Michaeline: The Fable of the Green Pumpkins

I’ll warn you upfront: this will be a difficult fable if you are expecting me to hand you the moral. I’m not sure what it is, myself, but maybe it’ll give you what you need in your writing journey this month.

Two green jack o'lanterns in the day.

Sometimes, the timing is off. (Eileen Duskova)

That said, let me tell you the fable of the green pumpkins. Pumpkins are not easy to come by in northern Japan. You can get them, but you have to look for them. I usually grow my own, and this year, I planted my pumpkins too late. Even though the frost was very late, the poor pumpkins just ran out of time. When the first frost finally rolled around in the middle of October, I was delighted to find that I had about four good-sized pumpkins, even though they were green. I took the biggest two to the porch, because I figured all pumpkins are black in the dark. It probably wouldn’t matter.

I knew they were early, and that they’d not last for a full week. And in the daylight, they were the wrong color. It was OK, though. I think even orange jack-o’-lanterns look a little sad and gutted in the daylight. What mattered was how they looked at night.

And, on the plus side, Continue reading

Michille: Get Ready to NaNoWriMo

NaNo-Shield-Logo-Web

Image courtesy of National Novel Writing Month

I plan to NaNo this year. I usually plan to every year with varying degrees of success. Part of my prep is to look for organizers, brainstorming sheets, writing ideas, tips, etc., to provide ideas and motivation. Here are some I’ve used in the past and some I just found:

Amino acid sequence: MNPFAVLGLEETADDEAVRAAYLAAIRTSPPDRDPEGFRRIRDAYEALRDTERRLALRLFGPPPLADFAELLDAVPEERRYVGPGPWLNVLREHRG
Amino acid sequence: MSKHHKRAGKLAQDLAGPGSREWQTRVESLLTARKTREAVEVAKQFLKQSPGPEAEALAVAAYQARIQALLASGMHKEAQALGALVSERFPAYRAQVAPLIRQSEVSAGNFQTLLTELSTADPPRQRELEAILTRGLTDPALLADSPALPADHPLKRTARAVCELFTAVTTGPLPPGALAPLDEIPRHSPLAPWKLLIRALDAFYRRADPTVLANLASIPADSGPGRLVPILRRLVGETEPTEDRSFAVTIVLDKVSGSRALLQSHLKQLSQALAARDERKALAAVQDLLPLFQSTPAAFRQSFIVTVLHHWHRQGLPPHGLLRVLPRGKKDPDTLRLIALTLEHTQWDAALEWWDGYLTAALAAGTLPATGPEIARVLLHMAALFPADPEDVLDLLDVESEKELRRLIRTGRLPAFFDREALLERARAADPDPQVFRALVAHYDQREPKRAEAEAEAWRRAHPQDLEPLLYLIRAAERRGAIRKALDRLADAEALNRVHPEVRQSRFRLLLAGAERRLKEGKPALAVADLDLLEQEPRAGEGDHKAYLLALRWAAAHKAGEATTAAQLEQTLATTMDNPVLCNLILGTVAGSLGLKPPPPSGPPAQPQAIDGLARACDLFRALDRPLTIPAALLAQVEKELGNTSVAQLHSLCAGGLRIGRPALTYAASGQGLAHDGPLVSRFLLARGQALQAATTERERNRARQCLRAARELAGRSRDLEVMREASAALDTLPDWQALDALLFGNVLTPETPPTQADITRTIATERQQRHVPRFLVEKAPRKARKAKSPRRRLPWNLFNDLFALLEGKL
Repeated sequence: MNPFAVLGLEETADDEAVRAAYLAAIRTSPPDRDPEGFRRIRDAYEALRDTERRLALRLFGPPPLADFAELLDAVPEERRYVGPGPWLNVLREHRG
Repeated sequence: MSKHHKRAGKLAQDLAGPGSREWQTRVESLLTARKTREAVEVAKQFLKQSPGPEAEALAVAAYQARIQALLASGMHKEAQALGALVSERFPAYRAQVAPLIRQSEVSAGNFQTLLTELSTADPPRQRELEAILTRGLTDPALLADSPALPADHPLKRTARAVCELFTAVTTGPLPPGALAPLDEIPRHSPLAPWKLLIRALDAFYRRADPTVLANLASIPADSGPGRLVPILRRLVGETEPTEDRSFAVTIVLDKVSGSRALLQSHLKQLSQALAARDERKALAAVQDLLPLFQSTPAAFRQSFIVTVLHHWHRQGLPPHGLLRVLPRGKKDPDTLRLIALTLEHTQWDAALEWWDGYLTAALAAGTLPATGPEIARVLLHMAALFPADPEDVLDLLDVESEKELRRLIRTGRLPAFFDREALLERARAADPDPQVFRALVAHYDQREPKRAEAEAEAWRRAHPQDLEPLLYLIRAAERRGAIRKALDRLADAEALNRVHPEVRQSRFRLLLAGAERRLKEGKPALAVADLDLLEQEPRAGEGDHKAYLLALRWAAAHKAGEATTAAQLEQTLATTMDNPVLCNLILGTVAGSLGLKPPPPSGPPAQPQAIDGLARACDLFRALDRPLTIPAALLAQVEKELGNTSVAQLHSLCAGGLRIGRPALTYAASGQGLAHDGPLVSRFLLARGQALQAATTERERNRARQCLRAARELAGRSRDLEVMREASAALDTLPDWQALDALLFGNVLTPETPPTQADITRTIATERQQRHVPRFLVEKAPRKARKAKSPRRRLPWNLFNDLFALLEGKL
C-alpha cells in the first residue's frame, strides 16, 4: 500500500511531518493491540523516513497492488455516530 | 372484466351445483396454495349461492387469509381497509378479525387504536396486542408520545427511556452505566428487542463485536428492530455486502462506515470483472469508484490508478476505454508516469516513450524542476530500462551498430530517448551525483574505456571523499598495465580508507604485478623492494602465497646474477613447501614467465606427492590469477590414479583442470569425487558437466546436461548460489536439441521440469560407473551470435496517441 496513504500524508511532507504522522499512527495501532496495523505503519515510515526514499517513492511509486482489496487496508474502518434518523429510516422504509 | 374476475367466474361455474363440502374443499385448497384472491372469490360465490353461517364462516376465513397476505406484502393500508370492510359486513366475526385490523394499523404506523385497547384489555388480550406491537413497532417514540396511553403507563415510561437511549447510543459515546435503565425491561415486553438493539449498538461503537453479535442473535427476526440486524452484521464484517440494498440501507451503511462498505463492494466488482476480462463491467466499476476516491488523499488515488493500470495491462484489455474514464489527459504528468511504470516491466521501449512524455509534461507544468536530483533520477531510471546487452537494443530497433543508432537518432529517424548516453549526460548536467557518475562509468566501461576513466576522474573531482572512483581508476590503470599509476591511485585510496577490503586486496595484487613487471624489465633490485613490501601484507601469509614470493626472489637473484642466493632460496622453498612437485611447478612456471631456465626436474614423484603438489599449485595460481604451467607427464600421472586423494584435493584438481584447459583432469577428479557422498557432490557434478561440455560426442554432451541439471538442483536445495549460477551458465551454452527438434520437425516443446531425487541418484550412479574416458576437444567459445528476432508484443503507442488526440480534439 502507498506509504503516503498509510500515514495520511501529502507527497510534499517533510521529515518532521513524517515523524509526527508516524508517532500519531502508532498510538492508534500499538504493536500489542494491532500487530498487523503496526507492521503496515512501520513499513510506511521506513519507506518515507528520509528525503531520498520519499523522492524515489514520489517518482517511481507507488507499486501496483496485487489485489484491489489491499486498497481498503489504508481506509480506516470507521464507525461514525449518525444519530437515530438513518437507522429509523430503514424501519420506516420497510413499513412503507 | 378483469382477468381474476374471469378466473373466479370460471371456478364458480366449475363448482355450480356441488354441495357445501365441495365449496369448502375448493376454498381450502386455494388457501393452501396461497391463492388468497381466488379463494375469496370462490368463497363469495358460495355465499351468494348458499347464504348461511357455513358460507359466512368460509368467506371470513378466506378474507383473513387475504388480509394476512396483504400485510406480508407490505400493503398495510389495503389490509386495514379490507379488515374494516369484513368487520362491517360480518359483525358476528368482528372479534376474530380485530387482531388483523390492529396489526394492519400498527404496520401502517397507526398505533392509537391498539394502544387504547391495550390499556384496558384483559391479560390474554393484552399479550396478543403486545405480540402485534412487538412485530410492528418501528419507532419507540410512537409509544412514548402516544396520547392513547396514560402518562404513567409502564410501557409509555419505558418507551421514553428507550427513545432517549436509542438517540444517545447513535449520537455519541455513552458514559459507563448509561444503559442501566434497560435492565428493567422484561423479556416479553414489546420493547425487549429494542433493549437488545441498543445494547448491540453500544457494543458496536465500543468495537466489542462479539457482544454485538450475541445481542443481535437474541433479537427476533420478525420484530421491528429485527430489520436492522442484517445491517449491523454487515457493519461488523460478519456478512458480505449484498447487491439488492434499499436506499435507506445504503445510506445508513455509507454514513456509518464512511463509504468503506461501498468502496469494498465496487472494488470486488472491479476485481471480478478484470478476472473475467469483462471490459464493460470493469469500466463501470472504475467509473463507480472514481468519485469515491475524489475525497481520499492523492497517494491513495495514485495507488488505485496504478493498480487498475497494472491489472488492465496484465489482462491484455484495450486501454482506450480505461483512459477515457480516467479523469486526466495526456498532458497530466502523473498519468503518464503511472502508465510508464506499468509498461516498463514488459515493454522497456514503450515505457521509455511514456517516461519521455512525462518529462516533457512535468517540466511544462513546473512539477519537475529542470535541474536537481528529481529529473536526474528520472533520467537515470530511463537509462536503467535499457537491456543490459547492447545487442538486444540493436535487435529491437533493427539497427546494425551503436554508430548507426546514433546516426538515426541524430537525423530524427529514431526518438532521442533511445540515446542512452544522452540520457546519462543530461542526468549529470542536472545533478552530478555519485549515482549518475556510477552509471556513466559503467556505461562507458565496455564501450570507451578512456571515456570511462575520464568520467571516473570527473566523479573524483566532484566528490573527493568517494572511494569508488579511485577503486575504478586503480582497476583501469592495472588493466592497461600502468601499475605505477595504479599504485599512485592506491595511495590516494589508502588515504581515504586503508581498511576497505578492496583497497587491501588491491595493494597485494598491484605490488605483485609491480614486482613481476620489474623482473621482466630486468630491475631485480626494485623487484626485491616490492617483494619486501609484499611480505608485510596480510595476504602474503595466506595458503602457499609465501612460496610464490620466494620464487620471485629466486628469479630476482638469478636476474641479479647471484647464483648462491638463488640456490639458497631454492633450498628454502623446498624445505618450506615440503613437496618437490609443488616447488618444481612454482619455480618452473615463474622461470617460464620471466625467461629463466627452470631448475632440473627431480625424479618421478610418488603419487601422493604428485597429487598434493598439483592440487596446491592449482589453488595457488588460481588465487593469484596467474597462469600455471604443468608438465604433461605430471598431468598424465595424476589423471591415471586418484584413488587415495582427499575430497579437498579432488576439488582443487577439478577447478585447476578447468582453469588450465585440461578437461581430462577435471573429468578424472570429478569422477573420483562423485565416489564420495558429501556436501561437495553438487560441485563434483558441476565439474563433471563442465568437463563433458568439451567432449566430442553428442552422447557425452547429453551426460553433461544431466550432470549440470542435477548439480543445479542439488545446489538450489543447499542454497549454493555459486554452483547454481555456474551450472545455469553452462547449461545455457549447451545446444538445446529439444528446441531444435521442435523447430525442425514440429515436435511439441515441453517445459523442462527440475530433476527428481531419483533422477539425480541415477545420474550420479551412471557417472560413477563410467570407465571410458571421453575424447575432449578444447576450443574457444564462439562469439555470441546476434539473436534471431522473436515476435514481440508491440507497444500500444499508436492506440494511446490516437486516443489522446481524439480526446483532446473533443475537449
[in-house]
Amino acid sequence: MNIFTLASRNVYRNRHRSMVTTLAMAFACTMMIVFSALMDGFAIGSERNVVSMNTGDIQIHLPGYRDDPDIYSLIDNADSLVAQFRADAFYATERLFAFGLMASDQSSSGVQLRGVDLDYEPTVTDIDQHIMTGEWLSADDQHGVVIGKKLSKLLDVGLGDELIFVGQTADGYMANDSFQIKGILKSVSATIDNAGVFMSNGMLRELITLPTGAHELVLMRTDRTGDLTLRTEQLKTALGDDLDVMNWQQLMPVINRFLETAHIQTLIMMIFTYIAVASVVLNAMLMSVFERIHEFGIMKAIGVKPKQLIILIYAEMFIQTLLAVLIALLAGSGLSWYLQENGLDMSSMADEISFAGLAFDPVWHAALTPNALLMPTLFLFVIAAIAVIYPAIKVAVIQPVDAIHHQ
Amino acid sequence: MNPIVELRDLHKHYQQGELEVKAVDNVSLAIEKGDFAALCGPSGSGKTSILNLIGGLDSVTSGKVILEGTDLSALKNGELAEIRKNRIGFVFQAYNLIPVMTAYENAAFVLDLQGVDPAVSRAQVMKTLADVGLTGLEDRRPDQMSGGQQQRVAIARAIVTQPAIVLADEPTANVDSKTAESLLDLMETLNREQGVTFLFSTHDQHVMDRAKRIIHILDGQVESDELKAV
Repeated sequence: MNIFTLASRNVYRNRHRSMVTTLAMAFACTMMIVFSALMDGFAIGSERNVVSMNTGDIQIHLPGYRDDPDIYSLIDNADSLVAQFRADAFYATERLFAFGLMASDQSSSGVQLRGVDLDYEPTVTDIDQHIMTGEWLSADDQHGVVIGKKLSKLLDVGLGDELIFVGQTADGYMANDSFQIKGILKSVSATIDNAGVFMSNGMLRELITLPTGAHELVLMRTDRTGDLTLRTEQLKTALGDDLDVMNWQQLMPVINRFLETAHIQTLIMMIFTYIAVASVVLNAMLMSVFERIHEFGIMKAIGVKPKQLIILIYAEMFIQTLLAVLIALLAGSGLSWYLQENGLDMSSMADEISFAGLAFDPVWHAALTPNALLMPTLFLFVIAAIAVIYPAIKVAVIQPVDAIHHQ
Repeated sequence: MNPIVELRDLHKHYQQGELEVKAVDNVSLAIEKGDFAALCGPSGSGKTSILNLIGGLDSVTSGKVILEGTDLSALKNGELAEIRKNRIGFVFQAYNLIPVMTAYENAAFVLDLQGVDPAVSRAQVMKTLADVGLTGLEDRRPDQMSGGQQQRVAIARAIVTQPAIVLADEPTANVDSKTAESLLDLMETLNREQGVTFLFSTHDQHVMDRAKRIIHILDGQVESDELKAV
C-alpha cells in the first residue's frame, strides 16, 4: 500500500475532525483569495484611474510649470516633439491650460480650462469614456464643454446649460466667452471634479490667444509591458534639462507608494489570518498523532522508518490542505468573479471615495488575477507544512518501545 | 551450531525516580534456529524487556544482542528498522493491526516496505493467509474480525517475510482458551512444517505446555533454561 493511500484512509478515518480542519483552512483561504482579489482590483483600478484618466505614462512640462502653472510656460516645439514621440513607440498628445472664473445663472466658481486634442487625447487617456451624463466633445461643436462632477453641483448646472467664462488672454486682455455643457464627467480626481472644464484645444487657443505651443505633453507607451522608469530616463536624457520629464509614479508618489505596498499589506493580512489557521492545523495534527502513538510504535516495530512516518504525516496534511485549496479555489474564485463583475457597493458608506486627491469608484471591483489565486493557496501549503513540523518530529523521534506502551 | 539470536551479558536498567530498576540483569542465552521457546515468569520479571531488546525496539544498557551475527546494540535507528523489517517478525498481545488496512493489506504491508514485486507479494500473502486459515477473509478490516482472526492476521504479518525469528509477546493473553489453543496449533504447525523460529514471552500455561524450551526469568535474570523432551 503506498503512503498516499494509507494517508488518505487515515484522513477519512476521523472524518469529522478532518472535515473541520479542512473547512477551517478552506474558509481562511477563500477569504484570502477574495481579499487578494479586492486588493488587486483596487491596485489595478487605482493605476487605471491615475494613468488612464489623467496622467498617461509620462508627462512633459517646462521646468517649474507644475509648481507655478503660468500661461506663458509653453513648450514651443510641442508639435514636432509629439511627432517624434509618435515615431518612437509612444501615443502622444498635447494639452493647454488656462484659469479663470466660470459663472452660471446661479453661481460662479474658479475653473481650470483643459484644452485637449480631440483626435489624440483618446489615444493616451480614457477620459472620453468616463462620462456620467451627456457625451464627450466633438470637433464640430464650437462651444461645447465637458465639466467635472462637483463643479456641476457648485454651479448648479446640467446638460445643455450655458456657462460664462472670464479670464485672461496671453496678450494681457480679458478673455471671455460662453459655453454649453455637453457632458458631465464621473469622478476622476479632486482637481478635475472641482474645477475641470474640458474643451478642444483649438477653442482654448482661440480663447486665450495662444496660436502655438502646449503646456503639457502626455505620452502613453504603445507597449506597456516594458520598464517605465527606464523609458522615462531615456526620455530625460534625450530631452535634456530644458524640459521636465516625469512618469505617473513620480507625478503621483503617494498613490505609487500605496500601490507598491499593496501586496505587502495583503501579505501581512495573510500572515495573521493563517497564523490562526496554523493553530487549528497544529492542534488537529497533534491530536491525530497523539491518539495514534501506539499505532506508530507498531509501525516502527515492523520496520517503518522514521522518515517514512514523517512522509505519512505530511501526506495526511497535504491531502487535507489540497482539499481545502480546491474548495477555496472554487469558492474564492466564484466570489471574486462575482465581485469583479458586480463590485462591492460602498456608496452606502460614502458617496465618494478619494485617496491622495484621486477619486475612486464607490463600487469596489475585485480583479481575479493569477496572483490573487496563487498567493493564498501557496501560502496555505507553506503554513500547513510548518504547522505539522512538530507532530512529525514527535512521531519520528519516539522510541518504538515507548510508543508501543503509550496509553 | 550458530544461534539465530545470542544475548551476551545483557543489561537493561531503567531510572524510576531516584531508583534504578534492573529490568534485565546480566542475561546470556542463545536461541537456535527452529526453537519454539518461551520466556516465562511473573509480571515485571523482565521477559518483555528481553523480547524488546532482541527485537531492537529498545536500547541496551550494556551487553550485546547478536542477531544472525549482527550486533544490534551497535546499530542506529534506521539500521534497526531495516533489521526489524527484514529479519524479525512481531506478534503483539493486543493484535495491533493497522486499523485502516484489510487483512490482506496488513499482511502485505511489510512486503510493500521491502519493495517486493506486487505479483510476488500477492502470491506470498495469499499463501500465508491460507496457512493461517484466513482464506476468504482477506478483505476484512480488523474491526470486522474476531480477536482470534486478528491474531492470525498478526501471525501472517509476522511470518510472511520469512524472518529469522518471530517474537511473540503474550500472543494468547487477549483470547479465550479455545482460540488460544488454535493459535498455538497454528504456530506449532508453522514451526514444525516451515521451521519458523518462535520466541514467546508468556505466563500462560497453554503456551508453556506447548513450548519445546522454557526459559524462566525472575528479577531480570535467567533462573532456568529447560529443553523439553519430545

Writers Write (one of my favorite writing blogs) posted an organizer a number of years ago that some might find helpful which lead to a brainstorming worksheet and 30 tips (with lots of links for other helps).

I found some resources on the NaNo website. There is a NaNo Prep page that has useful resources. There is a webcast today that I plan to watch at 1 p.m. There is a young novelist workbook on their site, too. It is targeted to students, but I found some helpful things in the high school version. Writing buddies. I’ve never worked with one although there is one linked to me on my page and Nancy emailed me about it back in 2015. If you want to add me as a writing buddy, my NaNo name is mikeely. Or send me your name and I’ll add you to mine. There used to be a reference desk where you could ask research questions and there were some doozies on there, but I can’t find it this year. In the past, I found inspiration from some of the wacky questions people asked.

There are a lot of community NaNo happenings all over the world – all over Africa, Asia, Canada, Europe and I only scrolled a third of the way down the region page. San Francisco has a Night of Writing Dangerously. There are several write-in opportunities in my area. I’m not sure if I’m going to do one. The only time I went to one in my town, the writers all had weird furry hats on shaped like animals, except the guy with the reptile on his shoulder. Not my cuppa.

Writers Digest got in the tip game, too, with 30 Tips for Writing a Book in 30 Days and plenty of other sites have tip pages, including The Writing Cooperative, Bustle, and Storyist. And Galley Cat has a post with links from two previous NaNos

Did you know Water for Elephants (Sarah Gruen) was a NaNo novel? So was The Night Circus (Erin Morgenstern), Fangirl (Rainbow Rowell), THREE Marissa Meyer books, Cinder, Scarlet, and Cress.

What are you doing to prepare?